Table 2. MLPA genotyping for microdeletion/duplication for the presented amnion and aborted samples

Technique

MLPA P245

 

Material type

Amnion (n=33)

Aborted (n=11)

 

Gender

M

(n=15)

F (n=18)

M

(n=5)

F (n=6)

p

Chromosome

Profiles n (%)

Normal

19 (57.6)

ND

0.0001*

 

Mutated

Microdeletion

10 (30.3)

3 (27.3)

Duplication

  4 (12.1)

7 (63.6)

Microdel./Duplicat.

ND

1 (9.1)

               

*p<0.05; ND-not detected; Microdel./Duplicat.-Microdeletion/Duplication

Figure 1. Shows the SALSA-MLPA probemix that designed for detection of microdeletions/duplications pik profiles in normal apperance for a female healthy individual as a control for the current study. All piks for target genes were in normal lenght and apperance

Figure 2. Red arrow shows the heterozygous duplicated and blue arrows show the heterozygous deleted genes in one of the current aborted material

Figure 3. Red arrows show the more than two heterozygous duplicated and blue arrows show the heterozygous deleted genes in one of the current aborted material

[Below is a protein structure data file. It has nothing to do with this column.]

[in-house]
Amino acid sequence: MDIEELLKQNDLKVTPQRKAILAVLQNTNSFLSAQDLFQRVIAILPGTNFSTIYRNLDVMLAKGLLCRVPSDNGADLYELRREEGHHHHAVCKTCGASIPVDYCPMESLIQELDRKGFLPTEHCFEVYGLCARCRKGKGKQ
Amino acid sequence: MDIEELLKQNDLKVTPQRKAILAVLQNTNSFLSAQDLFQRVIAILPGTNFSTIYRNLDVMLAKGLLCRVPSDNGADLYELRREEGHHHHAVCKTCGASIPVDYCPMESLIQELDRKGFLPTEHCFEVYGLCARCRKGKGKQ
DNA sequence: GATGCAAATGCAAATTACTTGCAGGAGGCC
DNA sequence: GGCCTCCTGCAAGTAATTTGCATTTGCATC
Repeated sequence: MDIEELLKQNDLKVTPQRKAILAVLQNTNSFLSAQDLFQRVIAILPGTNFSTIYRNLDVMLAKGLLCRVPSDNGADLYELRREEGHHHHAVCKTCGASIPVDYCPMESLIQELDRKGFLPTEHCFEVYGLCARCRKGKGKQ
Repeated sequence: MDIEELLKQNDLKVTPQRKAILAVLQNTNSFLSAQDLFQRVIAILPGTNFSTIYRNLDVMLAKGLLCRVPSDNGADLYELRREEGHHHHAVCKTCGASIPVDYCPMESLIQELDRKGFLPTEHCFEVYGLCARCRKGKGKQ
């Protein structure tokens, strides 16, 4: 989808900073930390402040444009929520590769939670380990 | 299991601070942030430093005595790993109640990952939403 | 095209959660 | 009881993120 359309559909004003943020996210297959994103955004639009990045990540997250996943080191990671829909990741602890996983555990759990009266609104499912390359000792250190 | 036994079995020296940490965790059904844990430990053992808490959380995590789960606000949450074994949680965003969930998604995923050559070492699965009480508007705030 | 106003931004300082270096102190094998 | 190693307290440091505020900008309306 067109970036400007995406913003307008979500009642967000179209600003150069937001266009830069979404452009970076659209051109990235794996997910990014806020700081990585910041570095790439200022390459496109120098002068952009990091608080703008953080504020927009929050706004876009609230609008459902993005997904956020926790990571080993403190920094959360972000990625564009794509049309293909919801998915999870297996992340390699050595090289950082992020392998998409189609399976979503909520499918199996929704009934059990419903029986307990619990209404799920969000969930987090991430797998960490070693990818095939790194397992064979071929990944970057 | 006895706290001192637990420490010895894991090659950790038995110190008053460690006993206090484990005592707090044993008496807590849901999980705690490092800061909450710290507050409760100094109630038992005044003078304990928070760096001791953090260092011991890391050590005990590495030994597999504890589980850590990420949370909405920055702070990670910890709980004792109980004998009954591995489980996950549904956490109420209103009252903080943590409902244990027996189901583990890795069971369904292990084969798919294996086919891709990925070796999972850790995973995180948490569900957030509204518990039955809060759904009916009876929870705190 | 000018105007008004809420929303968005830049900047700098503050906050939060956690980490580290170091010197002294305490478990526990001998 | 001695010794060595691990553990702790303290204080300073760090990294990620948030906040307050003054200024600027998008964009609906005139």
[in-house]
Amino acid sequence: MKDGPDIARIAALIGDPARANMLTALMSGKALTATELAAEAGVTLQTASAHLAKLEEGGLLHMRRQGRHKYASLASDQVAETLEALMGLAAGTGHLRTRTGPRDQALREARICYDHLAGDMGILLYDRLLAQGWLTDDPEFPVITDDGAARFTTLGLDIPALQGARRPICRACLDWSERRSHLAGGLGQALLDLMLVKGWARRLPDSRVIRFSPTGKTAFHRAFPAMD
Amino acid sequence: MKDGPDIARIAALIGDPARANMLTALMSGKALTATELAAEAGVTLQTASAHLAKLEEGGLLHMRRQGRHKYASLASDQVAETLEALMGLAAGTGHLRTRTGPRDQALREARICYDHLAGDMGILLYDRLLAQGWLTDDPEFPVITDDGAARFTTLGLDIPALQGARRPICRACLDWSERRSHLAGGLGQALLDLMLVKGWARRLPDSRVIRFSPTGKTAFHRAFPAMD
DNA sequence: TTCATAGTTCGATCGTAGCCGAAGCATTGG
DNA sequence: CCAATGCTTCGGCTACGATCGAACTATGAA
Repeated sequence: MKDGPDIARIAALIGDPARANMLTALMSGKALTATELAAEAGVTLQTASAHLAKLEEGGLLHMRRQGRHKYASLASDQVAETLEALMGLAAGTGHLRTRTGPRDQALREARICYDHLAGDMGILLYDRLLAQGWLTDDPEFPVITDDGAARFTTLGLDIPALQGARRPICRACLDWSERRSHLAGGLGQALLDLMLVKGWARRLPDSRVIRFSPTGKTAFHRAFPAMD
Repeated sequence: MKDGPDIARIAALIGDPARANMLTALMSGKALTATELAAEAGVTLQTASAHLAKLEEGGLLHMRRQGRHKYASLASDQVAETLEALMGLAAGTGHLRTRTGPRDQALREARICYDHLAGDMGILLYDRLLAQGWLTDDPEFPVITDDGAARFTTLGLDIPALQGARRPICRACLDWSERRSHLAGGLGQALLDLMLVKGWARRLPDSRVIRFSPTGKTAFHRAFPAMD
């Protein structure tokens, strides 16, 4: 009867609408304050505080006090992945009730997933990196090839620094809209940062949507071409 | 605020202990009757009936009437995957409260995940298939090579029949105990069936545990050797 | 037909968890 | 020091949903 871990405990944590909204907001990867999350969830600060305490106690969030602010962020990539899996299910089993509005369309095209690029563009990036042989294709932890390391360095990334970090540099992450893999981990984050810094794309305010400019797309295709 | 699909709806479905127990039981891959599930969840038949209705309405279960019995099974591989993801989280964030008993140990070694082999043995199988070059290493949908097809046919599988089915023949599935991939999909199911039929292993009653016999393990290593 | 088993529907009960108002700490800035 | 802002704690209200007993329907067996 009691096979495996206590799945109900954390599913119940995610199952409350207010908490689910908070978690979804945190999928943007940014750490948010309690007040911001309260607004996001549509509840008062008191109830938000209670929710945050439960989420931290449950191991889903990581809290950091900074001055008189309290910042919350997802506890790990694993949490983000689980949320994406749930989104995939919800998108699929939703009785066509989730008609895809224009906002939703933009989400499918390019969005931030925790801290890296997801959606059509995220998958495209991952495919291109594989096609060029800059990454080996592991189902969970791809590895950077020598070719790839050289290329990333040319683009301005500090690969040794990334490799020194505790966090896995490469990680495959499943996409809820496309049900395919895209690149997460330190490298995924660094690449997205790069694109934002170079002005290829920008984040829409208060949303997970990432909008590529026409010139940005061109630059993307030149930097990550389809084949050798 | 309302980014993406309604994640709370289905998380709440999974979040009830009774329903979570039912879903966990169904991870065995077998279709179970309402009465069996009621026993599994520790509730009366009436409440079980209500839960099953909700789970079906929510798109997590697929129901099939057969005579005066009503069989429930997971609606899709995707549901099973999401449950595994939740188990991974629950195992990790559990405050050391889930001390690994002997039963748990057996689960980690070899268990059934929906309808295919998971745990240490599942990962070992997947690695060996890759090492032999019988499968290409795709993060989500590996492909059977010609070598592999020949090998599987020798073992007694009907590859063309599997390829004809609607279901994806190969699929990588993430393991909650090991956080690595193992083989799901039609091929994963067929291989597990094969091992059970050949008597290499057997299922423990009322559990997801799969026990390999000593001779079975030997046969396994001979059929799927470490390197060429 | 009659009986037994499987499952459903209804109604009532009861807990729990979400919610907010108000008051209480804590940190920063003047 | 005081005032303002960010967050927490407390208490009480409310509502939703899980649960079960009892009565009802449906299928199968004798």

When we compare the obtained results from two different tests (QF-PCR and MLPA aneyploidy test) we noted that 1 (1.5%) amnion sample were negative by QF-PCR analysis but positive by MLPA. In 98.51% the results were the same in both tests. In aborted material group, 2 aborted material samples (18.2%) were negative by QF-PCR but positive by MLPA analysis, so the results of these two tests was in agreement with 98.5% for the amnion samples and 81.8% for the aborted material samples. The rest of other samples were diagnosed as the same as QF-PCR technique.

Discussion